Celebrate the A100, the most impactful Asian Pacific Leaders.

Amna Nawaz

Co-anchor, PBS NewsHour; Contributor, NBC News

Amna Nawaz is an Emmy and Peabody award-winning journalist, and currently co-anchor of the PBS NewsHour.

She reports on a wide variety of topics — including politics, foreign affairs, race and justice; interviews administration officials, lawmakers and newsmakers; and anchors special coverage for PBS.

Her documentaries include a look at life post-incarceration (Life After Lockup), an examination of America’s childcare crisis (Raising the Future), and the Peabody-award winning global look at plastic pollution (The Plastic Problem). She has co-hosted a podcast on criminal justice and the public defender system (Broken Justice), and hosts the primetime arts and culture series, “”Beyond the Canvas.””

In 2019 Nawaz became the first Asian American and Muslim American to moderate a presidential debate in U.S. history. In 2023, she became the first Muslim American woman to lead a national newscast.

Prior to joining the NewsHour in April 2018, Nawaz was an anchor and correspondent at ABC News, anchoring breaking news coverage and leading the network’s livestream coverage of the 2016 presidential election. She hosted the documentary “Roberts County: A Year in the Most Pro-Trump Town,” as well as “Uncomfortable” – a podcast series featuring one-on-one conversations with thought leaders about the issues dividing America.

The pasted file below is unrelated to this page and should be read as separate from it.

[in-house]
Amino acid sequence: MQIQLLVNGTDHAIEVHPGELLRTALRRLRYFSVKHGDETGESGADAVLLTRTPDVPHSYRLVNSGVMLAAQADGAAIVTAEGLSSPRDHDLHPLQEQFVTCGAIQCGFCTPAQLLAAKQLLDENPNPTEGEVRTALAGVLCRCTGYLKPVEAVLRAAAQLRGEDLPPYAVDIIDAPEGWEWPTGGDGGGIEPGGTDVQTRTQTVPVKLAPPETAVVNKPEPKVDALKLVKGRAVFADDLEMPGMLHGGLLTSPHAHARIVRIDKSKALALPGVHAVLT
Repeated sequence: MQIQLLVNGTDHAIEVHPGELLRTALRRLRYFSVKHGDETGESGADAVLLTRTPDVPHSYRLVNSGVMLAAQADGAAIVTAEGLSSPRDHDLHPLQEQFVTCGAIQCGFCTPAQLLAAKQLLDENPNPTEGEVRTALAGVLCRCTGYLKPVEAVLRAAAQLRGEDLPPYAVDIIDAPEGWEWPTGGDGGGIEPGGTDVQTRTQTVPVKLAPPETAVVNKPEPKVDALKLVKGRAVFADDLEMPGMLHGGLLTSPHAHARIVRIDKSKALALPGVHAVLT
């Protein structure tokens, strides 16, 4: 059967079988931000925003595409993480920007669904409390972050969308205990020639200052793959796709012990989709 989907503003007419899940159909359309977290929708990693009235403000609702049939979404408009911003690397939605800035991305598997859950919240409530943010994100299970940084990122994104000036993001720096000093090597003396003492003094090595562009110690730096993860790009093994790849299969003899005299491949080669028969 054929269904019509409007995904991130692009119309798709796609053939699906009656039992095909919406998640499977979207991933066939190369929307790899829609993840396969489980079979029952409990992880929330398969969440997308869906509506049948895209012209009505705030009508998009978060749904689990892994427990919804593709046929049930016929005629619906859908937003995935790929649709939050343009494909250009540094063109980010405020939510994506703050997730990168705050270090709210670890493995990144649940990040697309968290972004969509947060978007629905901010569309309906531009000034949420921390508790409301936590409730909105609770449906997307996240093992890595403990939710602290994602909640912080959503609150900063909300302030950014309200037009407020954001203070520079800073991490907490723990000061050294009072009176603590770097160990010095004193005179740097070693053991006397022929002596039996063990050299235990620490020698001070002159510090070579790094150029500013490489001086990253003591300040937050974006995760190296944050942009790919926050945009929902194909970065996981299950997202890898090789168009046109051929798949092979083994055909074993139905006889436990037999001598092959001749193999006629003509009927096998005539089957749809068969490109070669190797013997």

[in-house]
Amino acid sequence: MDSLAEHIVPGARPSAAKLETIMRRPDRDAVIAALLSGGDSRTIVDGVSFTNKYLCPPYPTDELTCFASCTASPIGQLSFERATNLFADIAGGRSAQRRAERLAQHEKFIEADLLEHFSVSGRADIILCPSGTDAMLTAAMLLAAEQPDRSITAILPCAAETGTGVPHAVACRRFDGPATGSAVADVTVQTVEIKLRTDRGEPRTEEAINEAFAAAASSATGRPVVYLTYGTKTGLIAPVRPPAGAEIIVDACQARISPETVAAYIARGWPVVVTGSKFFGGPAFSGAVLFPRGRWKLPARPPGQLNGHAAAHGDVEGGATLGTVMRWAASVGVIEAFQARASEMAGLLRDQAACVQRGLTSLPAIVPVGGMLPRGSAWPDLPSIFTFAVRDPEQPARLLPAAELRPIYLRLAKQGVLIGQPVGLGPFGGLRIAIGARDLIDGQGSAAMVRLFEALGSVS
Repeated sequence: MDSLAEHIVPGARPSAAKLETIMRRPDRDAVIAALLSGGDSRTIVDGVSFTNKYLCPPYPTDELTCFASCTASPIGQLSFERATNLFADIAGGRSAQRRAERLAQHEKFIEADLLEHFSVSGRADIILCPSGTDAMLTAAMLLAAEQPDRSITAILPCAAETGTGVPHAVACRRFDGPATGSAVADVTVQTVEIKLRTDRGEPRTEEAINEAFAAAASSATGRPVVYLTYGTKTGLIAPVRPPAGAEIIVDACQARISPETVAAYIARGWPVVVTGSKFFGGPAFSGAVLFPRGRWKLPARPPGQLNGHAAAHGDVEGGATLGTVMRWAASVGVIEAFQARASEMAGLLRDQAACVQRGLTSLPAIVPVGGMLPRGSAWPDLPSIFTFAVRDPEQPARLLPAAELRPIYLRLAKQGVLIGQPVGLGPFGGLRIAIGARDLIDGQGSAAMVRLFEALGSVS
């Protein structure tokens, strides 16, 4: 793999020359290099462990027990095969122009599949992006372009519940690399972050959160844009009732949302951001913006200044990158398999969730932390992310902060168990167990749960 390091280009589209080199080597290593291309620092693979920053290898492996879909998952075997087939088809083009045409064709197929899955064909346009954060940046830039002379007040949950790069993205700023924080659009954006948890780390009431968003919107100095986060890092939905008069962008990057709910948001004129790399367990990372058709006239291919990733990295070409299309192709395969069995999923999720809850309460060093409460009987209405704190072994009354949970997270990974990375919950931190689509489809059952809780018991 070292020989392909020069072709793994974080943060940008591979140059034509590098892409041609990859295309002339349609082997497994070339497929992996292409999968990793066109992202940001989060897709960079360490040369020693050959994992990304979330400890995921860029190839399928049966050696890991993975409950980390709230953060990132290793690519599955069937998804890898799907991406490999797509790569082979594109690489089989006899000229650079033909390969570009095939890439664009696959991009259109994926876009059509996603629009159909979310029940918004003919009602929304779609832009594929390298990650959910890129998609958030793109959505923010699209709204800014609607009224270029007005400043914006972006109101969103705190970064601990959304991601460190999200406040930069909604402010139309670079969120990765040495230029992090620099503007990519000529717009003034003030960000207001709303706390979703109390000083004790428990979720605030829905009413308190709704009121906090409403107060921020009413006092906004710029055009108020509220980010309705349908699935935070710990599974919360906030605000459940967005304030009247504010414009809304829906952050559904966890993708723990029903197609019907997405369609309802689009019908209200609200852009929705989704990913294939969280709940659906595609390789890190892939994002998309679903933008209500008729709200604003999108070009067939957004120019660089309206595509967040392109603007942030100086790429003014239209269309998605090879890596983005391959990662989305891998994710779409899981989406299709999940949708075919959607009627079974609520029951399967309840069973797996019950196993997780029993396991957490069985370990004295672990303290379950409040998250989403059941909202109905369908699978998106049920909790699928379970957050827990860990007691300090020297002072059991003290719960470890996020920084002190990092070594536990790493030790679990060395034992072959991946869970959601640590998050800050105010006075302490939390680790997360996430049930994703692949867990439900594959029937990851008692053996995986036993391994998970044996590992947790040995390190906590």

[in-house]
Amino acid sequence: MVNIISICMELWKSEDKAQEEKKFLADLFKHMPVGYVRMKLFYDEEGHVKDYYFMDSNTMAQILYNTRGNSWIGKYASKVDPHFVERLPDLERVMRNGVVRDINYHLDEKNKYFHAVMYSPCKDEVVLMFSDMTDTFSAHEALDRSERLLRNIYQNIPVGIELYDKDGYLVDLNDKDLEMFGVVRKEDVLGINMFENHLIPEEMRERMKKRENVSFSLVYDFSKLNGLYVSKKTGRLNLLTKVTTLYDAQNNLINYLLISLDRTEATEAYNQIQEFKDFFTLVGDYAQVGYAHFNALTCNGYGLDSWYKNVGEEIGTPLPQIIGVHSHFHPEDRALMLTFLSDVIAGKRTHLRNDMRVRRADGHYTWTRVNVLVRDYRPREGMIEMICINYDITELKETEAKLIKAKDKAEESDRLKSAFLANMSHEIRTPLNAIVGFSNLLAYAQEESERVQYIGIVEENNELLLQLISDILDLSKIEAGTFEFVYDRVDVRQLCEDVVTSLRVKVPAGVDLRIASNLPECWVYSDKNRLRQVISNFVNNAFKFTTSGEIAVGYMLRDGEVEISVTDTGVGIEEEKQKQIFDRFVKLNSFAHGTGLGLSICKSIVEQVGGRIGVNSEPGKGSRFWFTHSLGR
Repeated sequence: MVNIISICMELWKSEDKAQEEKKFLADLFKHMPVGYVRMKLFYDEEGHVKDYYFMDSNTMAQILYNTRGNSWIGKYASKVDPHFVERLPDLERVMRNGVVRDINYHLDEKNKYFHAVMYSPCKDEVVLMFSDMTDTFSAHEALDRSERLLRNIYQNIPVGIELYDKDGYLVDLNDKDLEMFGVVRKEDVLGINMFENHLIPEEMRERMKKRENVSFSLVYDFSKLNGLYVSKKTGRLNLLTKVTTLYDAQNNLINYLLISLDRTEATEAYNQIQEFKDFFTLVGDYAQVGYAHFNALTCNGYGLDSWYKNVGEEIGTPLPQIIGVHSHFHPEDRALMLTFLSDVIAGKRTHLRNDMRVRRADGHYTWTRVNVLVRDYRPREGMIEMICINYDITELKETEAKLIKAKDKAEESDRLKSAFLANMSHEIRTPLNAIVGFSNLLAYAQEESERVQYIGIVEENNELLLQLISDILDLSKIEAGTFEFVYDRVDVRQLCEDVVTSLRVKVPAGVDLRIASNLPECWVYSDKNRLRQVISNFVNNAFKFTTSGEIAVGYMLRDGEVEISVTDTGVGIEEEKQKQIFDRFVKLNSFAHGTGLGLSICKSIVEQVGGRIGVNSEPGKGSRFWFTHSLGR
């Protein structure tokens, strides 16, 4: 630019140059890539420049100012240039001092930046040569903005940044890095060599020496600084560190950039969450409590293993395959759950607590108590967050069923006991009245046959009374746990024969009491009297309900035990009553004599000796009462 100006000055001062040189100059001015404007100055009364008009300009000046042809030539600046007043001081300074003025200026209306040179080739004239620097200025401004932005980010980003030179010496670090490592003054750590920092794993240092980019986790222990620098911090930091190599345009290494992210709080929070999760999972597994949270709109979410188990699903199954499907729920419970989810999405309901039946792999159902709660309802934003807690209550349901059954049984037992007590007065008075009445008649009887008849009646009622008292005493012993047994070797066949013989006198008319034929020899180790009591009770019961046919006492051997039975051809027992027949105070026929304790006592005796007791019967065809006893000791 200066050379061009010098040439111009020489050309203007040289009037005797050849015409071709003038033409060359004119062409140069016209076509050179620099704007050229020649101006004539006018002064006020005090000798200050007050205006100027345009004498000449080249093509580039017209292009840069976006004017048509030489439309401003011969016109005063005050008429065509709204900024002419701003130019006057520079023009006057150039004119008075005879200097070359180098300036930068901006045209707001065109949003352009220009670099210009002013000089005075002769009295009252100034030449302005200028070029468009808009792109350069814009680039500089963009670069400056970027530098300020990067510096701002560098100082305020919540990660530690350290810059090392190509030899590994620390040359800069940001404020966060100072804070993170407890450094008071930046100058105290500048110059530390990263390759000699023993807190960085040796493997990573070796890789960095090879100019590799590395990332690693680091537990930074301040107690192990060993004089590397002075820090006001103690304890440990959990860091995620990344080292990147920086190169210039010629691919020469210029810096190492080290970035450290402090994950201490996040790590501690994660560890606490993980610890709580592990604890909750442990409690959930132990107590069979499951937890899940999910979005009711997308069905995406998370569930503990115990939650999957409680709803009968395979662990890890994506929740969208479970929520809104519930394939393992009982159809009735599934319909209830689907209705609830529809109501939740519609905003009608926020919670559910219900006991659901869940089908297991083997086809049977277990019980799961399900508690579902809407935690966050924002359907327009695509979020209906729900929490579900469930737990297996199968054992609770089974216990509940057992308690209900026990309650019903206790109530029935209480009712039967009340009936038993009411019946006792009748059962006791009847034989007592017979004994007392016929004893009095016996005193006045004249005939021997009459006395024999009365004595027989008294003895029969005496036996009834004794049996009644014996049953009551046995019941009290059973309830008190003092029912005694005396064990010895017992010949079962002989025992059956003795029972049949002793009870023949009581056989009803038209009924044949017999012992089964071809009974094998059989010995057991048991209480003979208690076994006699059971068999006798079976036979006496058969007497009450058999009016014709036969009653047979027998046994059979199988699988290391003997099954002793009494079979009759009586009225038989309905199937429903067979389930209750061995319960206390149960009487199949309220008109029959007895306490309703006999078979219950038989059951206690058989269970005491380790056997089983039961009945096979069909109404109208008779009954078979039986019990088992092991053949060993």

Before that, she served as a foreign correspondent at NBC News, reporting from Pakistan, Afghanistan, Syria, Turkey, and the broader region. She is also the founding editor of NBC Asian America. In 2022, Nawaz was the recipient of the Asian Pacific American Institute for Congressional Studies’ Vision Award and the Media Award from the Muslim Affairs Public Council’s Media Award. In 2018, she was awarded the American Muslim Institution’s Excellence Award.

Nawaz is a contributor for NBC News, appearing regularly on Meet the Press and MSNBC. She lives with her husband, Paul, and their two daughters in the Washington, D.C. area.